By calling the sound ‘analog’ we usually mean what I wrote about the sound of turntable and the player under review. In reality, ‘analog’ is also the sound of an analog master tape played on a reel-to-reel player, and even of a compact cassette recorded from an analog source. Each of these analog sources sounds different. The biggest difference is between reel-to-reel and vinyl. This has a direct relationship with the Lumïn and other top audio file players I know. If I were to somehow order them and assign them a particular character, the Naim NDS with the best external power supply would be sonically similar to a reel-to-reel player. Extremely dynamic, surprisingly resolving and selective, with tangible phantom images, but also rather average soundstage and somewhat lacking in distinct textures. A phenomenon that I do not yet fully understand is that the same tape transcoded to hi-res digital audio file or used as a master for vinyl pressing sounds different. Soundstage imaging, instruments’ tangibility (so-called presence) and textures are better from vinyl than from the master tape. There has to be some grounds for that although I cannot say anything for sure at this point; I only have some suspicions. The Naim auditioned in the same system as the Lumïn and with the same recordings reminded me both of my time spent in the recording studio, as well as one meeting of the Krakow Sonic Society (see HERE). What then came out as a surprise was a completely different hierarchy of sound elements than the one to which we were accustomed.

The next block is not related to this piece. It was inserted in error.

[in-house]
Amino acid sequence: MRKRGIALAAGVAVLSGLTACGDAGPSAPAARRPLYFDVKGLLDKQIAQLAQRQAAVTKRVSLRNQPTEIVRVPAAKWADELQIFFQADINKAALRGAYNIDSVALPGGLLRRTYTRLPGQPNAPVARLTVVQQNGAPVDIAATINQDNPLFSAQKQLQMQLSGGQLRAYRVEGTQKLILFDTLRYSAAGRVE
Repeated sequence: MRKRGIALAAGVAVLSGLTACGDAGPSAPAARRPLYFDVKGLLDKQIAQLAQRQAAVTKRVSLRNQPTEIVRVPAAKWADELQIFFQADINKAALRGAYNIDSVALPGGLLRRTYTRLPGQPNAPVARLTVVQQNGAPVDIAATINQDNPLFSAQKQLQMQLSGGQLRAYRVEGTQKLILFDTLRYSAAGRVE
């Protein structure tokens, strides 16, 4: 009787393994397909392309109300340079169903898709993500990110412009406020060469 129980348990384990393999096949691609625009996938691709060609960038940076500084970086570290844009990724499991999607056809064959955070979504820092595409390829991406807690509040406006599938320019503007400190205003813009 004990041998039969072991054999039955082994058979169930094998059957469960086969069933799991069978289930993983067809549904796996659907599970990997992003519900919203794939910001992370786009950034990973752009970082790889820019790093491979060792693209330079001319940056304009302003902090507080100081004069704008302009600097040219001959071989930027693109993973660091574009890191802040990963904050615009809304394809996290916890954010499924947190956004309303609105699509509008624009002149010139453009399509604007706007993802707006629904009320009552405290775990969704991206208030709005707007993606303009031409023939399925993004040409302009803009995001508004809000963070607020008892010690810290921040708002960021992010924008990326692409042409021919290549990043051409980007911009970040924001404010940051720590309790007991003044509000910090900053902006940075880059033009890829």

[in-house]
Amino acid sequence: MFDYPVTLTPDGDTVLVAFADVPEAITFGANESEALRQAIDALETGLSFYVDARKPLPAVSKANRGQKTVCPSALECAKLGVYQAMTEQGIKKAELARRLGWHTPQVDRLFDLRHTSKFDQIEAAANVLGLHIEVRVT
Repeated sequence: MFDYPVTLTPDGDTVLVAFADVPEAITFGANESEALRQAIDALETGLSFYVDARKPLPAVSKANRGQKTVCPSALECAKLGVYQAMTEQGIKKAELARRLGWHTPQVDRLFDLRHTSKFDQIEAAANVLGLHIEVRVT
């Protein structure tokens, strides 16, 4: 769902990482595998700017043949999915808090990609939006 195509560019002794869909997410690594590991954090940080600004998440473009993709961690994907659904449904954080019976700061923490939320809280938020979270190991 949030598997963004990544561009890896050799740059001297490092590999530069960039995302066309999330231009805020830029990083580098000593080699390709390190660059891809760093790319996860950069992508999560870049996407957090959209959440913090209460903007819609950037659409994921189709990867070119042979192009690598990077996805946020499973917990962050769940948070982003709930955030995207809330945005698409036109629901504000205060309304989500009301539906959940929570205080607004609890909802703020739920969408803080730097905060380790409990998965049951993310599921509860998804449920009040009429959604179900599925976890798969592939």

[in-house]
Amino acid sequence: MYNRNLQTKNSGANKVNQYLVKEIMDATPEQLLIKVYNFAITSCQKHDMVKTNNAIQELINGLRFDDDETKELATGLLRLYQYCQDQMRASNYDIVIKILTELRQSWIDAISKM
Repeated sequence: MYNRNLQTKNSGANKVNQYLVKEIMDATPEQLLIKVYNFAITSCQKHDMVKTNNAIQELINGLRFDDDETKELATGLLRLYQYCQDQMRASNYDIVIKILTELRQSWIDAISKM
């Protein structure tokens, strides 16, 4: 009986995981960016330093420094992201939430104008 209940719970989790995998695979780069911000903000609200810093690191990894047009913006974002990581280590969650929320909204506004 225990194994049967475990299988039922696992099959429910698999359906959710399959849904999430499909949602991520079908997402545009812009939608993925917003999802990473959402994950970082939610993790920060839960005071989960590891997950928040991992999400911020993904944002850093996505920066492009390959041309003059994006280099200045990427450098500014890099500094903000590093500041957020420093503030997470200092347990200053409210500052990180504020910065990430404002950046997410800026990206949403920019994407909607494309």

But I am getting ahead of myself and into the design section of this review, which is equally interesting as the sound section. I must backtrack a little and say something about the sonic characteristics that I usually analyze. However, with all I have written so far they will be easier to interpret.
On the subject of differentiation of musical material, this is probably the second or maybe third time when finally and beyond any doubt it is perfectly obvious what’s going on with high-resolution PCM as well as DSD files. High sampling rate gives the kind of breath and freedom that is not available anywhere else, except maybe on the best turntables. It is similar with the dynamics. And now DSD files. Well, I am not a special fan of SACDs but in favorable conditions, such as with the Mark Levinson No. 512, the effect can be wonderful. The sound is as smooth and fluid as from the best turntable. Having reviewed for “Audio” magazine the Marantz NE-11S1 audio player that offered DSD decoding via USB and now listening to the same recordings on the Lumïn, I can say that DSD file can be even better than the same recording on the SACD. Only if we take the latter seriously, i.e. get a single-layer (not hybrid) disc, preferably pressed in Japan, with material taken from analog tape or native DSD master-file, will we achieve something similar: breath, depth, calm and purity. The reviewed player goes further with this type of files than with PCM 24/192. Retaining the latter’s advantages, it smoothes everything out even more but also adds dynamics and depth.
Lumïn vs Lektor AIR V-edition